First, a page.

This legislation unanimously passed the Senate with the support of seven bipartisan Senate cosponsors, including four Republicans and three Democrats. Its House companion, sponsored by Rep. Chris Pappas (D-NH), has 32 bipartisan House cosponsors (including 22 Democrats and 10 Republicans) and hasn’t yet received a committee vote

Rolling Thunder, the National League of POW/MIA Families, and Veterans of Foreign Wars (VFW) support this legislation.


Of NoteThis bill was introduced to honor the more than 81,000 Americans who are listed as Prisoners of War (POW), Missing in Action (MIA), or otherwise unaccounted for from U.S. wars and conflicts. 

The POW/MIA flag was designed by Norman Rivkees, Vice President of Annin & Company, in 1970 at the behest of Mrs. Michael Hoff, an MIA wife and member of the National League of POW/MIA Families. Rivkees worked with an Annin advertising agency employee, Newt Heisley, to design the flag. After the flag’s approval by the National League of POW/MIA Families at a meeting held from January 22-23, 1972, POW/MIA flags were manufactured for distribution.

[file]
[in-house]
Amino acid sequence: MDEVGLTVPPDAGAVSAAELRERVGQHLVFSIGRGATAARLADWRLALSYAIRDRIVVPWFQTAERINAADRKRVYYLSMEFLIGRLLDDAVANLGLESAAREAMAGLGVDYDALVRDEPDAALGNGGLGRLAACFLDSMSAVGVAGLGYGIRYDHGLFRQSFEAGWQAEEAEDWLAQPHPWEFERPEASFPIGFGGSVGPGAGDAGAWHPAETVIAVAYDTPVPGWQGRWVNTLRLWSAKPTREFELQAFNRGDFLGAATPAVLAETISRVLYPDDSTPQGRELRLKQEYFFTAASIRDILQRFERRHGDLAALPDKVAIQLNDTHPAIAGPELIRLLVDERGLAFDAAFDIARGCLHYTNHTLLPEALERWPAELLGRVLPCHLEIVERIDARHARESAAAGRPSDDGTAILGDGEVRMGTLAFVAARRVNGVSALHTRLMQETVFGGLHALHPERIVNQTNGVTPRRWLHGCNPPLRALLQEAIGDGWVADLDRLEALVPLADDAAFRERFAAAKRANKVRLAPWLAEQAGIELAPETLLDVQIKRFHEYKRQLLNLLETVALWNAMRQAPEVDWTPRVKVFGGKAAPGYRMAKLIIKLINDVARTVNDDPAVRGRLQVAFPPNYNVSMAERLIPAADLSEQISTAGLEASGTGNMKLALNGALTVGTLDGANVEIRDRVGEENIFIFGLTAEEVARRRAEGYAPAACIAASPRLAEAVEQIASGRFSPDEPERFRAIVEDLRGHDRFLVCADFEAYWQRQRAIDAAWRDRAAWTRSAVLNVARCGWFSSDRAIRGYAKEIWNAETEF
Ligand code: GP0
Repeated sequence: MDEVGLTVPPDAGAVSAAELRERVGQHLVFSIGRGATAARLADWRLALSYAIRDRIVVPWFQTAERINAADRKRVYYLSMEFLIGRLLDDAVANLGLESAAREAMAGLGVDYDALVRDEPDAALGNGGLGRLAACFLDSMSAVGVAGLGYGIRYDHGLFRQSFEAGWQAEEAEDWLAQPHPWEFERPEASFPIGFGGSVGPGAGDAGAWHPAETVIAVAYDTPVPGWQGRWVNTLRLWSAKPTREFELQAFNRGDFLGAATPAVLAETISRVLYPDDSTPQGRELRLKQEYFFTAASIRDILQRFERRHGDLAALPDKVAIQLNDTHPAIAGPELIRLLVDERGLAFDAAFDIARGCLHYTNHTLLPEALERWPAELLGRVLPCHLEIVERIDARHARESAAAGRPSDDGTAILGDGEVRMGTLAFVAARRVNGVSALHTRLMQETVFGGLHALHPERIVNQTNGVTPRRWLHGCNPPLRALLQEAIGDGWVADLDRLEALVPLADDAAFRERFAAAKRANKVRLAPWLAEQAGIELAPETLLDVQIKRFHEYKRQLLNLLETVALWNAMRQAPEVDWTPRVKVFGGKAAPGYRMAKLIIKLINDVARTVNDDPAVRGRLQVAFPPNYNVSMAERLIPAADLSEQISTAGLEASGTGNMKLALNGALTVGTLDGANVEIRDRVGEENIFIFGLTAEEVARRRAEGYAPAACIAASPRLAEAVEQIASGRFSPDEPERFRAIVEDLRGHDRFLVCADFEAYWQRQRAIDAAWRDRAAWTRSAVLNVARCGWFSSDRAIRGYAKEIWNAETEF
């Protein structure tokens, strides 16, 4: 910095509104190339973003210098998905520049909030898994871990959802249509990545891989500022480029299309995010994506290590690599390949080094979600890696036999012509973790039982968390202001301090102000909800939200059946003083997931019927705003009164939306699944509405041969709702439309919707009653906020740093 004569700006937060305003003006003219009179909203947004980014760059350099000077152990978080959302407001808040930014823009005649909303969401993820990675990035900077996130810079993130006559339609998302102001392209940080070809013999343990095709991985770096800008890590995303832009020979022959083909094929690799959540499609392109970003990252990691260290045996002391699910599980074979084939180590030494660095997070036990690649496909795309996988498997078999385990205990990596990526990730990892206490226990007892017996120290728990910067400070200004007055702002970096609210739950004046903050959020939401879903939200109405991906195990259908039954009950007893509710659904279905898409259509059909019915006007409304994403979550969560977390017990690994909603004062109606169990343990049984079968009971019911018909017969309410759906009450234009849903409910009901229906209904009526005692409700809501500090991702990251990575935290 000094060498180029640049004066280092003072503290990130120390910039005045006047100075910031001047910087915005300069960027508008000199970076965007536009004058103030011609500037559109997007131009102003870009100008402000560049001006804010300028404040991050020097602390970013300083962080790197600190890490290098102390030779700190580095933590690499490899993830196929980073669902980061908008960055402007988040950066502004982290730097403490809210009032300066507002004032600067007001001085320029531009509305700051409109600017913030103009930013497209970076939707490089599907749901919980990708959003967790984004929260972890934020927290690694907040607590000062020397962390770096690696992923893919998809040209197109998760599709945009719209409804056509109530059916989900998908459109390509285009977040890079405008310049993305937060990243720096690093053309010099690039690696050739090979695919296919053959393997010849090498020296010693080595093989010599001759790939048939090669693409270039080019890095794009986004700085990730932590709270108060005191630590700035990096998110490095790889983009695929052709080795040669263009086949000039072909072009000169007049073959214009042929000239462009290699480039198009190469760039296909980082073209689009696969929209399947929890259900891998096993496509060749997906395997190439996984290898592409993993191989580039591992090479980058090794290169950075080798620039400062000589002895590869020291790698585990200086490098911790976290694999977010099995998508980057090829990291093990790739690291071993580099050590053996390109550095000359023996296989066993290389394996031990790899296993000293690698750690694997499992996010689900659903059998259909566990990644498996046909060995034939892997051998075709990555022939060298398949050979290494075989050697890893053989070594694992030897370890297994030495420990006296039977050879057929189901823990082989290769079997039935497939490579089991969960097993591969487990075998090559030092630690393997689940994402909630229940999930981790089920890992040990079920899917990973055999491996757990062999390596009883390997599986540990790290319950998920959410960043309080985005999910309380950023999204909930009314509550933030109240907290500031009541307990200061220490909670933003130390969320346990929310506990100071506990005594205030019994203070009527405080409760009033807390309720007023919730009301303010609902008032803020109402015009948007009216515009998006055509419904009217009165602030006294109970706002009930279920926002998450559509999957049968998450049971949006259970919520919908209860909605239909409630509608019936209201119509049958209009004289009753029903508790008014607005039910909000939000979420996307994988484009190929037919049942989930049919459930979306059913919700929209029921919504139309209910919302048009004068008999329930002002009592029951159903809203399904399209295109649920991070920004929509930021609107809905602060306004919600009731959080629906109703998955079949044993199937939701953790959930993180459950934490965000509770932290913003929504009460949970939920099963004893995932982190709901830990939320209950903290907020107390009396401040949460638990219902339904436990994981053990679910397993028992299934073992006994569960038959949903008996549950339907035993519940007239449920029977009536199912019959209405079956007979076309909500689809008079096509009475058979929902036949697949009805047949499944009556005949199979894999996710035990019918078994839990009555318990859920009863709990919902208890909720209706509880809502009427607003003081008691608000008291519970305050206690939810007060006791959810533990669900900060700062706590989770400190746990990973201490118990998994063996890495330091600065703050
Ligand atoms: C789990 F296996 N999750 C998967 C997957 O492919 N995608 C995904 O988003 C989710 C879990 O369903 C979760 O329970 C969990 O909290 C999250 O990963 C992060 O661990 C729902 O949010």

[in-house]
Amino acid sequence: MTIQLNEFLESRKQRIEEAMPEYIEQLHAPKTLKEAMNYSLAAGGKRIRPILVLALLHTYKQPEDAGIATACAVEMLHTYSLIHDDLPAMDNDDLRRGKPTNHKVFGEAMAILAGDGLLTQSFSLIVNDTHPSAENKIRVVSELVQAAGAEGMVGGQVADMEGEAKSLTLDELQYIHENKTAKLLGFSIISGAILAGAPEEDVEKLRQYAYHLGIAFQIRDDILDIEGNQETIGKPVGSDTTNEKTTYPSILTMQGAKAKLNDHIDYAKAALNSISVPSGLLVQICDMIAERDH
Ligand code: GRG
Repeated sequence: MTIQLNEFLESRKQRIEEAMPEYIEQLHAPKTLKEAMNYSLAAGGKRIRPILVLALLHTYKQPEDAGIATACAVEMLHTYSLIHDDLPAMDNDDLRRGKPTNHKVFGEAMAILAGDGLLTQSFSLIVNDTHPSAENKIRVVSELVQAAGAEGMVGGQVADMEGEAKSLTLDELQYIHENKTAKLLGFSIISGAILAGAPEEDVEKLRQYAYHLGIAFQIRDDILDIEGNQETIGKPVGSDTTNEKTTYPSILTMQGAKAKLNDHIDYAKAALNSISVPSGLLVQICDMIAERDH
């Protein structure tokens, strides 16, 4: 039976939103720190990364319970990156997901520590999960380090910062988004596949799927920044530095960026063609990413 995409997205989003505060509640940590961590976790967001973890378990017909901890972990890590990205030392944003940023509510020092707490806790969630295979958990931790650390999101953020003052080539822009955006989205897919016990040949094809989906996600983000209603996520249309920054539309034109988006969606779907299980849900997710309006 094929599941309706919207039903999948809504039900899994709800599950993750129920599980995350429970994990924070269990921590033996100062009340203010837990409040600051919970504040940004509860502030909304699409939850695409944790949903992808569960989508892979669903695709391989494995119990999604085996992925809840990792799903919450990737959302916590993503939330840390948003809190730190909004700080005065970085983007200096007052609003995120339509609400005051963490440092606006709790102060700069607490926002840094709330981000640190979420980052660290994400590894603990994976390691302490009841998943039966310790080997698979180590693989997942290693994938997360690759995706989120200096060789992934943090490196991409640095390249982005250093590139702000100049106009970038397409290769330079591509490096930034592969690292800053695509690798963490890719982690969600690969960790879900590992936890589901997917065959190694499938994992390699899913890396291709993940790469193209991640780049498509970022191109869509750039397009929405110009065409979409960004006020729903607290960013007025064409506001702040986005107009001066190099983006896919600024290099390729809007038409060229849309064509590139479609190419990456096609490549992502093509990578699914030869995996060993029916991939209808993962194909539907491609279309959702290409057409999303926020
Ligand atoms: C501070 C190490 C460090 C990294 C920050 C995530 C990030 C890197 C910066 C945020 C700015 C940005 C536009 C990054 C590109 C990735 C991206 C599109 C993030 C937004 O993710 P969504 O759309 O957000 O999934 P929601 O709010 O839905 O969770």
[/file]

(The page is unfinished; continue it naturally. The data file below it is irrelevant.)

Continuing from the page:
On March 9, 1989, an official League MIA/POW flag which had been flown over the White House on National POW/MIA Recognition Day 1988 was installed in the US Capitol Rotunda. This was the result of bipartisan legislation from the 110th Congress. In a further demonstration of bipartisan Congressional support, the leadership of both chambers hosted the installation ceremony.

In 1998, the 105th Congress passed a law requiring the POW/MIA flag to be flown on six holidays during the year. Under Section 1082 of the 1998 Defense Authorization Act, the POW/MIA flag is required to be displayed at the White House, the US Capitol, the Departments of State, Defense and Veterans Affairs, the headquarters of the Selective Service System, major military installations as designated by the Secretary of Defense, all Federal cemeteries and all offices of the US Postal Service on six days each year: Armed Forces Day, Memorial Day, Flag Day, Independence Day, National POW/MIA Recognition Day and Veterans Day. Additionally, the Dept. of Veterans Affairs (VA) voluntarily displays the POW/MIA flag 24/7.